Alleged 'rape' - how the news reports attacks on men and women differently(23 Posts)
Is that really the case with the BBC? I remember this coming up a few months ago, and when I went and looked they actually reported assaults/rapes the same factual way, and none in an 'inverted commas' way.
In fact just doing a search (horrible in itself) shows that to be the case.
Not that I haven't seen that style of reporting in other places, but I think the BBC has pulled its socks up here
I noticed this about reporting on the rape by 2 Libyan soldiers last year. It came to court recently and although the victim had been drunk, this wasn't dwelled on in the same way as it would if the victim were female.
I don't want to minimise this the horror felt by this chap or suggest women are hurt more, but there definitely seemed to be a different sentiment when reporting the male rape. More serious perhaps.
Just reading the BBC about the Libyans and it says "when the alleged attacks took place in October" so they still use alleged even in male rape it seems here
^ although the victim had been drunk, this wasn't dwelled on in the same way as it would if the victim were female^
It's all about the presumed state of consent, isn't it? A (straight) man is presumed not to want to consent to penetrative sex even if he is too drunk to actively refuse it. When you try to suggest that the same may apply to a woman you get sort of blinked at in a "does not compute" way.
BBC is bloody awful in some of it's reporting.
'Alleged' is fine, because there has to be a presumption of innocence until proven guilty, but they do have a habit of putting 'rape' in inverted commas, which suggests to most people a level of skepticism.
They insist on referring to child pornography. There's no such thing as child pornography, it is filmed CSA, drives me batty!They seem to do it every time, and it takes people tweeting and emailing to get them to edit it, they still do it the next time though!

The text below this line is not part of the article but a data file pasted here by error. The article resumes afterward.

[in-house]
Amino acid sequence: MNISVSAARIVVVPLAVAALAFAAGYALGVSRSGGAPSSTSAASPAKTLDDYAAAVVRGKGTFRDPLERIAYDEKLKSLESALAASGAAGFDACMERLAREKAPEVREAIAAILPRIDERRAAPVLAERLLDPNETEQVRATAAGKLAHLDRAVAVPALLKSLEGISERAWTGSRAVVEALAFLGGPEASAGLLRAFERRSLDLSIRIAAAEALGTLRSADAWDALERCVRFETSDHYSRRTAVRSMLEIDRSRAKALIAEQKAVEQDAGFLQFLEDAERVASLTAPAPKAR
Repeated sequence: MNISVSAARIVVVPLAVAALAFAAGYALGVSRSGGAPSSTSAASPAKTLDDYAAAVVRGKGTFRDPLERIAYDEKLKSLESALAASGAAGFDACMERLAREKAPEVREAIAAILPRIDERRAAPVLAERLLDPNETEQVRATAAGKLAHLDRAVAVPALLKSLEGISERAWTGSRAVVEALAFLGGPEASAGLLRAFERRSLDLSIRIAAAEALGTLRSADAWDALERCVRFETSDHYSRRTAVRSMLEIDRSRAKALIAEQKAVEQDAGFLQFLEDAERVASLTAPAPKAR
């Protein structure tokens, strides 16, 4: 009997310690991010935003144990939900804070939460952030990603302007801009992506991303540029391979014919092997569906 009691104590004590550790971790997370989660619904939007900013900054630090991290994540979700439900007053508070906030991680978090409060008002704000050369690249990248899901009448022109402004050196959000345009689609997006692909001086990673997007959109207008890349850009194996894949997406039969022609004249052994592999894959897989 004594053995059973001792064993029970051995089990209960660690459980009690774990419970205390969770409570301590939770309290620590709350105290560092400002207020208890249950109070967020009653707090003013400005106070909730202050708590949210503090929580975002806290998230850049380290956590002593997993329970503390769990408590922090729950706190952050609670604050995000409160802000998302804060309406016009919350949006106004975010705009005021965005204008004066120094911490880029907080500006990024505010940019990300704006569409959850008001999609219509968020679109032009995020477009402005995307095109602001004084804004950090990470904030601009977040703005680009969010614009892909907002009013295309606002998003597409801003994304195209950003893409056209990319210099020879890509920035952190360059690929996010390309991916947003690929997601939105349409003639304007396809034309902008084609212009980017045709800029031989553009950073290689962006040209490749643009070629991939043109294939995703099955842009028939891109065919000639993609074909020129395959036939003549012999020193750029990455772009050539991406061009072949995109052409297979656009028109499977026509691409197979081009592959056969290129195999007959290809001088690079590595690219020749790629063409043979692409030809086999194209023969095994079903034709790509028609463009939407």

I suppose they have to use "alleged" where the issue is whether or not the sex was concensual e.g Ched Evans and where it patently could not have been say the Ealing vicarage case.
In the latter and similar cases the investigation is about identifying and tracking down a perpetrator. His defence will be it wasn't him, not that it wasn't rape.
In the former the perpetrator is already known. If they report "x" is accused of rape I don't think they can avoid saying the "alleged attack".
The inverted comma is not acceptable in either situation.
I do notice the frequency that women are "raped" which to me reads with a total , while you never read of people being "burgled" "stabbed", having their child "abducted" or their bicycle "stolen".
I don't know if there is a difference in the frequency of "" with sex of victim, you'd need to clock it over some months religiously and count it all carefully including circs. I wouldn't be surprised if you found a difference as well between certain types of victim and whether they were raped or "raped".
How is it treated when men are sexually assaulted by women I wonder. Not something that's in the news very often but I'd be willing to put money on it not being treated with much seriousness.
Whole setup is shit isn't it.
YY when men are victims of men there is no enormous background given with well the victim did xyz, it always seems to be a much more factual report, with this happened, here, at this time.
Oh god yes true about teachers. The boys are deemed to be "lucky" by large segments of society which is grim. When it's a female victim and a male teacher the gist is that poor man you can't blame him type stuff. Different. Of course different if the child is pre pubescent.
All of this is rubbish isn't it. The classification of victims and perpetrators, it's awful and so damaging.
YY all of that.
Once you've started seeing it you can't stop noticing.
Join the discussion
Registering is free, easy, and means you can join in the discussion, get discounts, win prizes and lots more.Register now
Already registered with Mumsnet? Log in to leave your comment or alternatively, sign in with Facebook or Google.
Please login first.